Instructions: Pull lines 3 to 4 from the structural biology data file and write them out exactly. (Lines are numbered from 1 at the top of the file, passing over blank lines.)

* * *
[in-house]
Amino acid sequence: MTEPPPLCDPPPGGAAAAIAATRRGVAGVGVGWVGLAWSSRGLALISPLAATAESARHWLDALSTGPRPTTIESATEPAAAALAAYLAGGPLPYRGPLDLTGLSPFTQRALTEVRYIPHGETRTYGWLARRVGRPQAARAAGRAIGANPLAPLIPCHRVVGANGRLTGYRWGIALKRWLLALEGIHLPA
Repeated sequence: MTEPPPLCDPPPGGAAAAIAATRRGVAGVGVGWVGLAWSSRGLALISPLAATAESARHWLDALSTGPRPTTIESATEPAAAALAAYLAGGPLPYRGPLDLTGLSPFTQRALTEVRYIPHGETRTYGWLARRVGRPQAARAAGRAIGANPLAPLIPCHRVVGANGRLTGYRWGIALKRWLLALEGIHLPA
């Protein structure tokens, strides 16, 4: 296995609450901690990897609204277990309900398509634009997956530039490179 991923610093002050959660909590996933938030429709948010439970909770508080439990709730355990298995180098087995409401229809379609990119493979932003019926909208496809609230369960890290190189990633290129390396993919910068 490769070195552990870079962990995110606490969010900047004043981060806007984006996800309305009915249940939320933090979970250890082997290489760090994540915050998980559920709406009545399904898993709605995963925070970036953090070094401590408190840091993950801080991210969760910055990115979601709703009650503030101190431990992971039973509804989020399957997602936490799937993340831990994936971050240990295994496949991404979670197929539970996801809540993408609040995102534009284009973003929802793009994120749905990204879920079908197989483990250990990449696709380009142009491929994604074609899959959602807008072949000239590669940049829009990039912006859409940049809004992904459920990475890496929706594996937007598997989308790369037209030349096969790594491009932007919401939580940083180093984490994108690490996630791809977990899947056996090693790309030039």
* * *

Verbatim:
Repeated sequence: MTEPPPLCDPPPGGAAAAIAATRRGVAGVGVGWVGLAWSSRGLALISPLAATAESARHWLDALSTGPRPTTIESATEPAAAALAAYLAGGPLPYRGPLDLTGLSPFTQRALTEVRYIPHGETRTYGWLARRVGRPQAARAAGRAIGANPLAPLIPCHRVVGANGRLTGYRWGIALKRWLLALEGIHLPA
């Protein structure tokens, strides 16, 4: 296995609450901690990897609204277990309900398509634009997956530039490179 991923610093002050959660909590996933938030429709948010439970909770508080439990709730355990298995180098087995409401229809379609990119493979932003019926909208496809609230369960890290190189990633290129390396993919910068 490769070195552990870079962990995110606490969010900047004043981060806007984006996800309305009915249940939320933090979970250890082997290489760090994540915050998980559920709406009545399904898993709605995963925070970036953090070094401590408190840091993950801080991210969760910055990115979601709703009650503030101190431990992971039973509804989020399957997602936490799937993340831990994936971050240990295994496949991404979670197929539970996801809540993408609040995102534009284009973003929802793009994120749905990204879920079908197989483990250990990449696709380009142009491929994604074609899959959602807008072949000239590669940049829009990039912006859409940049809004992904459920990475890496929706594996937007598997989308790369037209030349096969790594491009932007919401939580940083180093984490994108690490996630791809977990899947056996090693790309030039």